Design innovation practices in a global supply chain
A Fung Group case study
Whereas the contribution of design thinking has already been appreciated both in academic literature and practice in the West, there have been little serious and comprehensive studies focusing on Hong Kong and China. This case study paper, therefore, reports about the design innovation practice in Fung Group, a Hong Kong-based company whose core businesses operate across the global supply chain for consumer goods including sourcing, logistics, distribution and retailing. The analysis (1) identifies and describes design practices that the company initiated to support service innovation (including new products, processes and business models) (2) identifies challenges in adopting and institutionalising such practices. The results show that the company supports both externally and internally oriented design practices – and loosens the boundary between the two – through the activities in the Fung Academy and a new innovation hub, Explorium, with a particular focus on utilising digital technologies. Specifically, the study demonstrates how the company empowers and involves a variety of stakeholders (individuals, groups, and organisations) in value co-creating practices involving absorptive, collaborative, and adaptive practices that aim to challenge or disrupt current practices. The study uncovers that some of the major challenges in such aspirations lie in the adaptation of design thinking organising logic and mindset to specifics of the Chinese socio-cultural context.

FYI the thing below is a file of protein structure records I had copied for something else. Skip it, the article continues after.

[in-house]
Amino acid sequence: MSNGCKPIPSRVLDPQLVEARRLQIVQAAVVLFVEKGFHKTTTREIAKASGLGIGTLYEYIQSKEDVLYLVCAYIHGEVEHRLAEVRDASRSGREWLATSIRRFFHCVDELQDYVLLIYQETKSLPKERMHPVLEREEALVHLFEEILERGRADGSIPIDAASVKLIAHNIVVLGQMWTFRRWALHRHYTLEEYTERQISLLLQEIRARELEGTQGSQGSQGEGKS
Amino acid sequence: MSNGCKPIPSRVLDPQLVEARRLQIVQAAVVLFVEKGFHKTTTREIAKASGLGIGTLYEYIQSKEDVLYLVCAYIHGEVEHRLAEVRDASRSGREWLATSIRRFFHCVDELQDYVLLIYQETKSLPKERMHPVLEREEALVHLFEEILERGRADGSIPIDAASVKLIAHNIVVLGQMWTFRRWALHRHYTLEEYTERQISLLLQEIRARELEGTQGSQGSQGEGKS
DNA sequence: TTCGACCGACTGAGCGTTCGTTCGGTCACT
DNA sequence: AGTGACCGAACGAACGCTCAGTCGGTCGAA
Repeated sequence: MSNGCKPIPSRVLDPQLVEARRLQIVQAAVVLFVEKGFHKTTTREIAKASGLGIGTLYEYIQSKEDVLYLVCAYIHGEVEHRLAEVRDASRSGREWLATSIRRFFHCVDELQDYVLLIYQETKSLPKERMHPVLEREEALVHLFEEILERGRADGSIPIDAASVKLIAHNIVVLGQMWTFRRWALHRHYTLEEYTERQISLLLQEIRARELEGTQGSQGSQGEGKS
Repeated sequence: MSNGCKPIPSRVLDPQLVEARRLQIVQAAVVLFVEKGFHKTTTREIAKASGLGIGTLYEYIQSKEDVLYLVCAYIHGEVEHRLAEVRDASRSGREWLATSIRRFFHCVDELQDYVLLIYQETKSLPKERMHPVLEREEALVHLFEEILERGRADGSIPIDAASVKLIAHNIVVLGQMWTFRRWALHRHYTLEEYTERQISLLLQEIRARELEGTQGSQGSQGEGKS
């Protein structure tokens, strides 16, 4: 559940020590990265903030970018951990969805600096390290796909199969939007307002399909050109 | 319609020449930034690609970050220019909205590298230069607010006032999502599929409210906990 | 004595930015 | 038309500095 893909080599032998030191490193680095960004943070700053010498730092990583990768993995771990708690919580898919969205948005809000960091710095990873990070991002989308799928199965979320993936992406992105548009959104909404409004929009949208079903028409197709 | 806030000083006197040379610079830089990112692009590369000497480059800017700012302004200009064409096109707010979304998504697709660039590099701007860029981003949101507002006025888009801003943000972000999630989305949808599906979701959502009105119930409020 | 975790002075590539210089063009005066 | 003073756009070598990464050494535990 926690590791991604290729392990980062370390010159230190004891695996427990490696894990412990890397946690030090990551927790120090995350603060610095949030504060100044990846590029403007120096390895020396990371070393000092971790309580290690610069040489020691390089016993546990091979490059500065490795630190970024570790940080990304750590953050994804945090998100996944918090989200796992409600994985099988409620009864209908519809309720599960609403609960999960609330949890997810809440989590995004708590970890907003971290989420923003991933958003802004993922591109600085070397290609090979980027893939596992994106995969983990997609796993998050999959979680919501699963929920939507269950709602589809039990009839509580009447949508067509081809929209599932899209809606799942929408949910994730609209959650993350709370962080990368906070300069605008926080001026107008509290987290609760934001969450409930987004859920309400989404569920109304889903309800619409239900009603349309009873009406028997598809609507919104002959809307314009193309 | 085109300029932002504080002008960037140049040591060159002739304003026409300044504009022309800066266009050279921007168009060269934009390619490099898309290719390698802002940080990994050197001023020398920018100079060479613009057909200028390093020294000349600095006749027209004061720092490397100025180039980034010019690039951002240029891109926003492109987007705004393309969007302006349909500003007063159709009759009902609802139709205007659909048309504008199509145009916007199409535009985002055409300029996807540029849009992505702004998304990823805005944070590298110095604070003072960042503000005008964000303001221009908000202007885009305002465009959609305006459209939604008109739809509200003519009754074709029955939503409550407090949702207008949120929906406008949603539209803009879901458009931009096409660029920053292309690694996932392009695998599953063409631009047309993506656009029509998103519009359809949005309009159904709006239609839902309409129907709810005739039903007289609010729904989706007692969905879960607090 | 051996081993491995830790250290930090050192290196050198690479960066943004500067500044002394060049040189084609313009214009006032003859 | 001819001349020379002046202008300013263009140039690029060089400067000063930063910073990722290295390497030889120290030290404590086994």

Copyright (c) 2019 Academy for Design Innovation Management
This work is licensed under a Creative Commons Attribution-NonCommercial-ShareAlike 4.0 International License.